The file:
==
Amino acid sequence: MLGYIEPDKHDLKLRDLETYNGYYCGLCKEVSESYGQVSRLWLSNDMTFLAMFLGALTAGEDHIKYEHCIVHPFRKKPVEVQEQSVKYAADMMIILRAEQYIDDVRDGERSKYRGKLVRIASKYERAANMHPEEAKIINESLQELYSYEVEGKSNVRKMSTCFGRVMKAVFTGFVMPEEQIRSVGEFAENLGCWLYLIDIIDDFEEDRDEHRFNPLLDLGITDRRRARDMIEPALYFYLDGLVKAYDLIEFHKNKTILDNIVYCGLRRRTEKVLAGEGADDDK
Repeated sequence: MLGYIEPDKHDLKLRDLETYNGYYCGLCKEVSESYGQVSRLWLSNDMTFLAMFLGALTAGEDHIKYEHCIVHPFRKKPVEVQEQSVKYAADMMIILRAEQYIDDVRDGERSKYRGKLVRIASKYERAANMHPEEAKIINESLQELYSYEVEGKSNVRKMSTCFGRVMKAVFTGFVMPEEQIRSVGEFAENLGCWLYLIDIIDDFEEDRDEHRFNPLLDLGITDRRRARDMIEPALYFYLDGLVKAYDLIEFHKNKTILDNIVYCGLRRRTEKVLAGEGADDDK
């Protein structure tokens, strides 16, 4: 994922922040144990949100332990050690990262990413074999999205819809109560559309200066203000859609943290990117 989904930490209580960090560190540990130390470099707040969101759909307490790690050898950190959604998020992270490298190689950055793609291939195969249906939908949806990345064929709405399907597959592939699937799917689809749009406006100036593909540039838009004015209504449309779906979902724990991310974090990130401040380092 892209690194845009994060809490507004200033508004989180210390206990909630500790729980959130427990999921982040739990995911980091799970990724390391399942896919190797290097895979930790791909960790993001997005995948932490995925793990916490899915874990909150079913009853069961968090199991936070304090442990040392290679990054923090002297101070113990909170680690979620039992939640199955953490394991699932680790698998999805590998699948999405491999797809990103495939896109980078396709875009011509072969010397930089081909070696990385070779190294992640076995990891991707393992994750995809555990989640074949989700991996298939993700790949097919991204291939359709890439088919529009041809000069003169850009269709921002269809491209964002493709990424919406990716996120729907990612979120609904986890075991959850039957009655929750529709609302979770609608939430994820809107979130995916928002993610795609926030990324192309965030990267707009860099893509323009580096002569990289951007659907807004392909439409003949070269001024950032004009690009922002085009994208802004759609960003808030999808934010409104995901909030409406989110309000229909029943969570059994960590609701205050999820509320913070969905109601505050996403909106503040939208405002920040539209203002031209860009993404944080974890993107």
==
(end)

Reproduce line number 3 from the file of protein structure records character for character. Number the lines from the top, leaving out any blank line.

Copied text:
């Protein structure tokens, strides 16, 4: 994922922040144990949100332990050690990262990413074999999205819809109560559309200066203000859609943290990117 989904930490209580960090560190540990130390470099707040969101759909307490790690050898950190959604998020992270490298190689950055793609291939195969249906939908949806990345064929709405399907597959592939699937799917689809749009406006100036593909540039838009004015209504449309779906979902724990991310974090990130401040380092 892209690194845009994060809490507004200033508004989180210390206990909630500790729980959130427990999921982040739990995911980091799970990724390391399942896919190797290097895979930790791909960790993001997005995948932490995925793990916490899915874990909150079913009853069961968090199991936070304090442990040392290679990054923090002297101070113990909170680690979620039992939640199955953490394991699932680790698998999805590998699948999405491999797809990103495939896109980078396709875009011509072969010397930089081909070696990385070779190294992640076995990891991707393992994750995809555990989640074949989700991996298939993700790949097919991204291939359709890439088919529009041809000069003169850009269709921002269809491209964002493709990424919406990716996120729907990612979120609904986890075991959850039957009655929750529709609302979770609608939430994820809107979130995916928002993610795609926030990324192309965030990267707009860099893509323009580096002569990289951007659907807004392909439409003949070269001024950032004009690009922002085009994208802004759609960003808030999808934010409104995901909030409406989110309000229909029943969570059994960590609701205050999820509320913070969905109601505050996403909106503040939208405002920040539209203002031209860009993404944080974890993107």